Friday, April 7, 2006
UCC takes 'pugnacious stance' toward Christian right.
The New York Times reports today on the United Church of Christ's increasingly direct challenge to antiliberal movements within mainline Protestantism. Reporter Neela Banerjee puts a biblical spin on her lede: "After years of turning the other cheek, the United Church of Christ, among the most liberal of the mainline Protestant denominations, has recently staked out a more pugnacious stance toward the Christian right." This is perhaps accurate, but it's fascinating to see how the Institute on Religion and Democracy — which has targeted the UCC and other denominations' "liberalism" for many years — plays the innocent in the story.
Banerjee adopts a frame for the story — who follows Jesus' counsel to "turn the other cheek"? — that makes the UCC look like the Sunday school kid who has neglected the Beatitudes when the IRD has, in fact, been wearing sheep's clothing for decades.
The Times reviews recent highlights: UCC general minister John Thomas's Gettysburg College speech about the IRD's campaign to divide the mainline denominations; the church's pointed TV marketing campaign (but fails to note that the "ejector" ad has now been rejected by Viacom and NBC Universal–owned cable networks); and the General Synod's decision to support same-sex marriage last summer.
The most intriguing statement in the story is from the IRD: "In Thomas's case, I'm seeing an advancing case of paranoia," said Steve Rempe, the content editor for the institute's Web site. "He sees this vast conspiracy centered around conservative political motivations and doesn't seem to see the possibility that these people might have a legitimate pastoral concern for their churches."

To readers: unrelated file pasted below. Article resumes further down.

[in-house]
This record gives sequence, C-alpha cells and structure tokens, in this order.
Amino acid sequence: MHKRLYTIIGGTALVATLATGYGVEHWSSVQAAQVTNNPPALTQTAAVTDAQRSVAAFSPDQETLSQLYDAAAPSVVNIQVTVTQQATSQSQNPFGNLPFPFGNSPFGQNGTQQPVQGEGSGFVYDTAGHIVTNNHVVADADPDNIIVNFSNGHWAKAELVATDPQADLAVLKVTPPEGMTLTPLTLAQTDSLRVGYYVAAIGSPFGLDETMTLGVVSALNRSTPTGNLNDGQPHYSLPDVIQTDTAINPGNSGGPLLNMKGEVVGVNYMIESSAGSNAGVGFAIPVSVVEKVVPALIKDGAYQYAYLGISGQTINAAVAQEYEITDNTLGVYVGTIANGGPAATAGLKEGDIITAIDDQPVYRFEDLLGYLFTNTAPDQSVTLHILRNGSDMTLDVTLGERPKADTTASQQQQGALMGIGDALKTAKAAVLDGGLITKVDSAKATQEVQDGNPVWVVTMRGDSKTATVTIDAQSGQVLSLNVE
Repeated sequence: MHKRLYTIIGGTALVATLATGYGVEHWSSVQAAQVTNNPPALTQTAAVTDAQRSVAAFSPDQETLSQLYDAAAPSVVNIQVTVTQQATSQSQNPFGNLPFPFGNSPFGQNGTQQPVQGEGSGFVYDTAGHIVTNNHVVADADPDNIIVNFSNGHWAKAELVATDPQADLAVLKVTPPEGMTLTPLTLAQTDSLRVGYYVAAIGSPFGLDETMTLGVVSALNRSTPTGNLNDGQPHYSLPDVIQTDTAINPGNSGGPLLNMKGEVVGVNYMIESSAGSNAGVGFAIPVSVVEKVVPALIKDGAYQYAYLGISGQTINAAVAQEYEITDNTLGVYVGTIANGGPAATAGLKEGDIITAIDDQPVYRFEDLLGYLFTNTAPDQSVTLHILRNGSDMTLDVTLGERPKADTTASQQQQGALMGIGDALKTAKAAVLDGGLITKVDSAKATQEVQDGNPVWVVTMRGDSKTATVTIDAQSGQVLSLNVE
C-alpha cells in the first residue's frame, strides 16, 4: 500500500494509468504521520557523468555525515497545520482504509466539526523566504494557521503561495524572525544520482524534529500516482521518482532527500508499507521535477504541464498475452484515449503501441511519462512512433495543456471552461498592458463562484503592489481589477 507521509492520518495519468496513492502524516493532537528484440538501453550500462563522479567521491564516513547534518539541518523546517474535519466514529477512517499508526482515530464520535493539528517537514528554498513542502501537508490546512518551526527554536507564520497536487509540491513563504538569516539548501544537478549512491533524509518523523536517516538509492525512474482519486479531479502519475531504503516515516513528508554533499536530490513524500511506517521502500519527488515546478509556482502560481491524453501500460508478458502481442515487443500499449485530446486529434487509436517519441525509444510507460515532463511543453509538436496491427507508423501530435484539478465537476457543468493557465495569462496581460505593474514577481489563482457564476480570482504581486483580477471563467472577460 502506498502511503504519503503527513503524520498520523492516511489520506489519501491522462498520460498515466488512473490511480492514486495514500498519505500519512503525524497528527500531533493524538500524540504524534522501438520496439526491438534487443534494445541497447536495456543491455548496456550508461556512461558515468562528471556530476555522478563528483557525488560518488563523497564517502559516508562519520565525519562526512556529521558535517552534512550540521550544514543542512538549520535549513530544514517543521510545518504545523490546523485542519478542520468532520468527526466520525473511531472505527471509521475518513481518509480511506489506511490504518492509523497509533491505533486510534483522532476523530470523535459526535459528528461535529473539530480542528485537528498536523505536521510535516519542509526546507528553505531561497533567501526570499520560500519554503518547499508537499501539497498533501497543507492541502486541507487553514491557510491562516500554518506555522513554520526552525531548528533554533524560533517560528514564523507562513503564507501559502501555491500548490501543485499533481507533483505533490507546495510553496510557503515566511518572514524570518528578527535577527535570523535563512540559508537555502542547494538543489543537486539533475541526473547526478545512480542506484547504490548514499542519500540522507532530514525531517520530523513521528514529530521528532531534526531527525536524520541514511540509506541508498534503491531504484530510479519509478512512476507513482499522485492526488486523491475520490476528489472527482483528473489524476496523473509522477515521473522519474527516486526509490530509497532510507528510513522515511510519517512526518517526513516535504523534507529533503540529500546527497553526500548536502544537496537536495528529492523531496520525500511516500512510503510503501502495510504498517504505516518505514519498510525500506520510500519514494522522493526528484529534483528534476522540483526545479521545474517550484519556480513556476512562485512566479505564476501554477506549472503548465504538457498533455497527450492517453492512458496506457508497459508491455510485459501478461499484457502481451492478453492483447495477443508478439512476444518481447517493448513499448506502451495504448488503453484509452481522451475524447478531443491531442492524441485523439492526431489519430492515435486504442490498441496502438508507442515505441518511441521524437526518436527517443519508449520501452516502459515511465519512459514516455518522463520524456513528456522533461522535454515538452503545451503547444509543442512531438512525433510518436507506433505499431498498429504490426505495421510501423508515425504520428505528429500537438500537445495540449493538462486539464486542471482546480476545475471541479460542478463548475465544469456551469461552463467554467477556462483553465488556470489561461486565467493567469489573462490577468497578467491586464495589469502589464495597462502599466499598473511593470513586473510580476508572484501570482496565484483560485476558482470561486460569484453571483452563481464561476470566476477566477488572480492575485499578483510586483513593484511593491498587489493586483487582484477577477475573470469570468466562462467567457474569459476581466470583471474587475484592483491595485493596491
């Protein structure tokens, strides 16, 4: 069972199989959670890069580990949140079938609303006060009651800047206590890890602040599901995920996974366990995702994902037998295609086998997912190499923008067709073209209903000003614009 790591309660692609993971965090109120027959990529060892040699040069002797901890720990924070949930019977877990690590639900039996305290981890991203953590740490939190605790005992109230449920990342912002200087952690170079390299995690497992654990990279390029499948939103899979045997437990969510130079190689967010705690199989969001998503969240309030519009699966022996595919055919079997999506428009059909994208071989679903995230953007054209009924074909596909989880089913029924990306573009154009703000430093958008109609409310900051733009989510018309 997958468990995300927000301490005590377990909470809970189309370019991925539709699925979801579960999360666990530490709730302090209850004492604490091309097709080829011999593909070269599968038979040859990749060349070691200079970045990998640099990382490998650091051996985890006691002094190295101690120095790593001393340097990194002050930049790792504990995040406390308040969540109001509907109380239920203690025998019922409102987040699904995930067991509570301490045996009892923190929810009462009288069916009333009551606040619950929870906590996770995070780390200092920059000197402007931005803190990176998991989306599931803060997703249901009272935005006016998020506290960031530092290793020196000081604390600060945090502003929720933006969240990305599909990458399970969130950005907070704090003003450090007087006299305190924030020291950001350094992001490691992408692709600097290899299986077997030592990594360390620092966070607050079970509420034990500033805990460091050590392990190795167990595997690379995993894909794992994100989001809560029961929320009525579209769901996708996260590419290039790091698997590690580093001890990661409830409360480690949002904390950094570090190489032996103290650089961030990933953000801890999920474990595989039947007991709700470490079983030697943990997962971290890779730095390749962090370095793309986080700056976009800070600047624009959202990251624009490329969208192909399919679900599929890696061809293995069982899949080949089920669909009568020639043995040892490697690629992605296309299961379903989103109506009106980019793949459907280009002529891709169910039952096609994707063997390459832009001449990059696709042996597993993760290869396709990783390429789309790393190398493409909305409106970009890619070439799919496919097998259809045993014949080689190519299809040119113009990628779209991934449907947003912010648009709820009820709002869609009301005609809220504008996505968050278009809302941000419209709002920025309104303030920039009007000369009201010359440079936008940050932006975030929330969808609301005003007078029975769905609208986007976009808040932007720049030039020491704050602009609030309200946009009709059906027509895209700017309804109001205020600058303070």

But it's not either-or: There are people with legitimate "pastoral concerns" for the theological and political trends in the mainline churches; that's clearly true. It is also true, however, that the funding sources and ideological designs of many of the champions of these disaffected Protestants are closely tied to conservative political movements. The deceptiveness of Rempe's statement is that it dismisses any complaint about political motivations by hiding under the cloak of piety. IRD has successfully figured out how to play "wise as serpents and gentle as doves."
Because Banerjee's story is about two national organizations — the denominational leadership of a famously congregational and non-hierarchical family of churches and a well-funded but small advocacy organization in Virginia — it doesn't touch at all on how either effort is playing out in local churches themselves. Mainline Protestants have not been quick to change, their population is shrinking, and the UCC's aggressive outreach campaign — which involves helping local congregations unlearn old habits and think again about outreach and evangelism and hospitality to strangers just as much as it involves edgy TV ads and cool marketing materials — has been controversial at every level from the beginning. It's expensive. It's challenging. It may fail.
But the conflict between these high-visibility, high-stakes contenders can divert attention from the real story: how local congregations — which have long taken modernism and liberal theology for granted, which have for many decades tried to practice a social gospel, and which have failed to grow in a changing culture — are facing complex, change-or-die choices. The choice isn't about joining the religious right or joining the religious left; it's not about picking "orthodoxy" or "liberalism"; it's not about conflict or quietude. It's about learning to recognize the demands of the gospel in this particular time and place.
("Liberal denomnination fires salvos at right," Neela Banerjee, New York Times 4.7.06, reg req'd)
Copyright © 2006 by Philocrites | Posted 7 April 2006 at 8:26 AM